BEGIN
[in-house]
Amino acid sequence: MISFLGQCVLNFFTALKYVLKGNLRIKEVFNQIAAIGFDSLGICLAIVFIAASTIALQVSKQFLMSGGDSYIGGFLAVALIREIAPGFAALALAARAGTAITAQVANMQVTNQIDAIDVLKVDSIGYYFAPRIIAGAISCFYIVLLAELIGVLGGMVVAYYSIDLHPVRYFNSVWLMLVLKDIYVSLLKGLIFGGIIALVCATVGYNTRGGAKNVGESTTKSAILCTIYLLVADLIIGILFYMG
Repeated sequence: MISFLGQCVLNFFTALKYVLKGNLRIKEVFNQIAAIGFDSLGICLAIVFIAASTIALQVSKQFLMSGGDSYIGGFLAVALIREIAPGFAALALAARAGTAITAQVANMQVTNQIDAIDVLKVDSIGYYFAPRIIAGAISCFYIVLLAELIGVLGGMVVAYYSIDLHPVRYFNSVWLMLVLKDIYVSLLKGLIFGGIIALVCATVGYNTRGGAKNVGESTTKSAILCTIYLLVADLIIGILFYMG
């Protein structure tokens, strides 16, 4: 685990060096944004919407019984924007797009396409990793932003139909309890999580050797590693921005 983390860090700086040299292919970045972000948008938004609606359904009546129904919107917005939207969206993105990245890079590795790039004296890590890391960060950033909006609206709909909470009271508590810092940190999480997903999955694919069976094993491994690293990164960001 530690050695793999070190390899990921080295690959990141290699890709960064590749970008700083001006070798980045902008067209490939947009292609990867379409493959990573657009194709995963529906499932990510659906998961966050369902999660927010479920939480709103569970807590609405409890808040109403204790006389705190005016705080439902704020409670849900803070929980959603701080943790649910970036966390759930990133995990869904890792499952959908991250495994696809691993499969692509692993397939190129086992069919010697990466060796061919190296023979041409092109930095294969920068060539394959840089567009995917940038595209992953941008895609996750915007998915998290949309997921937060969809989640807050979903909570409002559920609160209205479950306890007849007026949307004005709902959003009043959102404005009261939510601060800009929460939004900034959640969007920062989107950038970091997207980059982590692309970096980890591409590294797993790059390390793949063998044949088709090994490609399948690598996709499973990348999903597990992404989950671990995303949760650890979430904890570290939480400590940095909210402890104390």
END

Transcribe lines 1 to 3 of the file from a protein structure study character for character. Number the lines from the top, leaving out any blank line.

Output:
[in-house]
Amino acid sequence: MISFLGQCVLNFFTALKYVLKGNLRIKEVFNQIAAIGFDSLGICLAIVFIAASTIALQVSKQFLMSGGDSYIGGFLAVALIREIAPGFAALALAARAGTAITAQVANMQVTNQIDAIDVLKVDSIGYYFAPRIIAGAISCFYIVLLAELIGVLGGMVVAYYSIDLHPVRYFNSVWLMLVLKDIYVSLLKGLIFGGIIALVCATVGYNTRGGAKNVGESTTKSAILCTIYLLVADLIIGILFYMG
Repeated sequence: MISFLGQCVLNFFTALKYVLKGNLRIKEVFNQIAAIGFDSLGICLAIVFIAASTIALQVSKQFLMSGGDSYIGGFLAVALIREIAPGFAALALAARAGTAITAQVANMQVTNQIDAIDVLKVDSIGYYFAPRIIAGAISCFYIVLLAELIGVLGGMVVAYYSIDLHPVRYFNSVWLMLVLKDIYVSLLKGLIFGGIIALVCATVGYNTRGGAKNVGESTTKSAILCTIYLLVADLIIGILFYMG